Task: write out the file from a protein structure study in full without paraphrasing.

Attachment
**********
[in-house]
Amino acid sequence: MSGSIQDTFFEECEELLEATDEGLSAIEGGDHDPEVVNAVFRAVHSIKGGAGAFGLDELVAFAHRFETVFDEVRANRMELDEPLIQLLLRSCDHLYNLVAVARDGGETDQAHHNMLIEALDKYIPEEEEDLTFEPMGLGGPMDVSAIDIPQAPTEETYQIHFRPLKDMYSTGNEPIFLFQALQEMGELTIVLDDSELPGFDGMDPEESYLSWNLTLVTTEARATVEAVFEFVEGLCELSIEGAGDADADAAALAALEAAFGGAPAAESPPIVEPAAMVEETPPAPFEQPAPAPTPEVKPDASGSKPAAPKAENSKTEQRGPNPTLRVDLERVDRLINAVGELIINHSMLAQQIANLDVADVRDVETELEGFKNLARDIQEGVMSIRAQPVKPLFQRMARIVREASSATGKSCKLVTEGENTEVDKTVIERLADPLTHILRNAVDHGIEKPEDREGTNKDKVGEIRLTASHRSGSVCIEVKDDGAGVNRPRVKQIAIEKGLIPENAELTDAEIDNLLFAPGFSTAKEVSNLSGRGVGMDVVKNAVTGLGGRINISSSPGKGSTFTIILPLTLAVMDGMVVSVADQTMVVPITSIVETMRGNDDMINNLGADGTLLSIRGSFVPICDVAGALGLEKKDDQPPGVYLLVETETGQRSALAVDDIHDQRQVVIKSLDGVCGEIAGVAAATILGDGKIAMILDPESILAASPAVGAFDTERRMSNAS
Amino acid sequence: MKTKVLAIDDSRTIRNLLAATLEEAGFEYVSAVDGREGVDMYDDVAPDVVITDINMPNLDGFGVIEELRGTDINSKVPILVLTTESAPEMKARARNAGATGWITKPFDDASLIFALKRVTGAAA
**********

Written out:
[in-house]
Amino acid sequence: MSGSIQDTFFEECEELLEATDEGLSAIEGGDHDPEVVNAVFRAVHSIKGGAGAFGLDELVAFAHRFETVFDEVRANRMELDEPLIQLLLRSCDHLYNLVAVARDGGETDQAHHNMLIEALDKYIPEEEEDLTFEPMGLGGPMDVSAIDIPQAPTEETYQIHFRPLKDMYSTGNEPIFLFQALQEMGELTIVLDDSELPGFDGMDPEESYLSWNLTLVTTEARATVEAVFEFVEGLCELSIEGAGDADADAAALAALEAAFGGAPAAESPPIVEPAAMVEETPPAPFEQPAPAPTPEVKPDASGSKPAAPKAENSKTEQRGPNPTLRVDLERVDRLINAVGELIINHSMLAQQIANLDVADVRDVETELEGFKNLARDIQEGVMSIRAQPVKPLFQRMARIVREASSATGKSCKLVTEGENTEVDKTVIERLADPLTHILRNAVDHGIEKPEDREGTNKDKVGEIRLTASHRSGSVCIEVKDDGAGVNRPRVKQIAIEKGLIPENAELTDAEIDNLLFAPGFSTAKEVSNLSGRGVGMDVVKNAVTGLGGRINISSSPGKGSTFTIILPLTLAVMDGMVVSVADQTMVVPITSIVETMRGNDDMINNLGADGTLLSIRGSFVPICDVAGALGLEKKDDQPPGVYLLVETETGQRSALAVDDIHDQRQVVIKSLDGVCGEIAGVAAATILGDGKIAMILDPESILAASPAVGAFDTERRMSNAS
Amino acid sequence: MKTKVLAIDDSRTIRNLLAATLEEAGFEYVSAVDGREGVDMYDDVAPDVVITDINMPNLDGFGVIEELRGTDINSKVPILVLTTESAPEMKARARNAGATGWITKPFDDASLIFALKRVTGAAA